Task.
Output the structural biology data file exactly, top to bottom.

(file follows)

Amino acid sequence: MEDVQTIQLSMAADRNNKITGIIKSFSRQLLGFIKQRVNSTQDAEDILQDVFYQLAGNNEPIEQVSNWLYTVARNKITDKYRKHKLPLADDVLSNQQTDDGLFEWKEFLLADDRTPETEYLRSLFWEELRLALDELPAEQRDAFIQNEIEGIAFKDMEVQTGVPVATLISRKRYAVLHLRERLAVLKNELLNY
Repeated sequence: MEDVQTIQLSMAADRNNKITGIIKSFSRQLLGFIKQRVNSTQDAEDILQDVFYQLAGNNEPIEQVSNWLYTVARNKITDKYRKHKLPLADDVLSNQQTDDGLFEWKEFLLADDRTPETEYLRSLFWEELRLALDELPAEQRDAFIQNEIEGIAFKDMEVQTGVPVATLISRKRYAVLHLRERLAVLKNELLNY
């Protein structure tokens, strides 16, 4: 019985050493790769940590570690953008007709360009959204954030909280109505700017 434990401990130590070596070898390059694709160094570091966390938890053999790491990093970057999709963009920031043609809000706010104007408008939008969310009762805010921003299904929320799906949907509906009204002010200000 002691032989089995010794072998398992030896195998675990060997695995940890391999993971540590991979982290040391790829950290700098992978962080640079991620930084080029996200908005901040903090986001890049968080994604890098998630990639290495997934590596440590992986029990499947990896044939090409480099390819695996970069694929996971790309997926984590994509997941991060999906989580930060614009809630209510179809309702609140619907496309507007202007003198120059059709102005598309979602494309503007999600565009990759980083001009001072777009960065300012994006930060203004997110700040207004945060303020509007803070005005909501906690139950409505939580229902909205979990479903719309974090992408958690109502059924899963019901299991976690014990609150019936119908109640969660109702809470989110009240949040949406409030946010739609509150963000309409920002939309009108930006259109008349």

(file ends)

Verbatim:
Amino acid sequence: MEDVQTIQLSMAADRNNKITGIIKSFSRQLLGFIKQRVNSTQDAEDILQDVFYQLAGNNEPIEQVSNWLYTVARNKITDKYRKHKLPLADDVLSNQQTDDGLFEWKEFLLADDRTPETEYLRSLFWEELRLALDELPAEQRDAFIQNEIEGIAFKDMEVQTGVPVATLISRKRYAVLHLRERLAVLKNELLNY
Repeated sequence: MEDVQTIQLSMAADRNNKITGIIKSFSRQLLGFIKQRVNSTQDAEDILQDVFYQLAGNNEPIEQVSNWLYTVARNKITDKYRKHKLPLADDVLSNQQTDDGLFEWKEFLLADDRTPETEYLRSLFWEELRLALDELPAEQRDAFIQNEIEGIAFKDMEVQTGVPVATLISRKRYAVLHLRERLAVLKNELLNY
């Protein structure tokens, strides 16, 4: 019985050493790769940590570690953008007709360009959204954030909280109505700017 434990401990130590070596070898390059694709160094570091966390938890053999790491990093970057999709963009920031043609809000706010104007408008939008969310009762805010921003299904929320799906949907509906009204002010200000 002691032989089995010794072998398992030896195998675990060997695995940890391999993971540590991979982290040391790829950290700098992978962080640079991620930084080029996200908005901040903090986001890049968080994604890098998630990639290495997934590596440590992986029990499947990896044939090409480099390819695996970069694929996971790309997926984590994509997941991060999906989580930060614009809630209510179809309702609140619907496309507007202007003198120059059709102005598309979602494309503007999600565009990759980083001009001072777009960065300012994006930060203004997110700040207004945060303020509007803070005005909501906690139950409505939580229902909205979990479903719309974090992408958690109502059924899963019901299991976690014990609150019936119908109640969660109702809470989110009240949040949406409030946010739609509150963000309409920002939309009108930006259109008349």